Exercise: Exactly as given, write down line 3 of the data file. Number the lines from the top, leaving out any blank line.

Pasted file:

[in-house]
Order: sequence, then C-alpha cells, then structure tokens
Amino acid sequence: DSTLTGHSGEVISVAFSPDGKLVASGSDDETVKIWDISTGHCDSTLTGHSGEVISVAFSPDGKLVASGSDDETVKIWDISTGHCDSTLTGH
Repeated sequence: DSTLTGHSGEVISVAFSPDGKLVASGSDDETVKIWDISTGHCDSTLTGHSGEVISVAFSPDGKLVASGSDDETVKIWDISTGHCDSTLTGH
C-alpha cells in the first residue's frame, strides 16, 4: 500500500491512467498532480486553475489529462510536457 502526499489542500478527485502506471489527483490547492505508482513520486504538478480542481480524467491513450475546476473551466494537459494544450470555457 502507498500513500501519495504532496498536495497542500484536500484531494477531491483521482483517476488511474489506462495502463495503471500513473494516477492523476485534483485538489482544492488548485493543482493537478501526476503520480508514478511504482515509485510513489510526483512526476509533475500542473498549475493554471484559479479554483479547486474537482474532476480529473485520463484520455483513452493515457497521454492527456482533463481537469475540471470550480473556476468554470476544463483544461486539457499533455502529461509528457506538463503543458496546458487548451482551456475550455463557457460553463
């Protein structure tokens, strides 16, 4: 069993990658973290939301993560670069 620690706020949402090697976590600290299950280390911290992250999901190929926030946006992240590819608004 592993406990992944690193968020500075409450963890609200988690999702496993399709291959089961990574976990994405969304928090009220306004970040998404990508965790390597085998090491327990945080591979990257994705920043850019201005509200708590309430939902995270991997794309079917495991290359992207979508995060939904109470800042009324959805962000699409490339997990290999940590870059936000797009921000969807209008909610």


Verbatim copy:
Amino acid sequence: DSTLTGHSGEVISVAFSPDGKLVASGSDDETVKIWDISTGHCDSTLTGHSGEVISVAFSPDGKLVASGSDDETVKIWDISTGHCDSTLTGH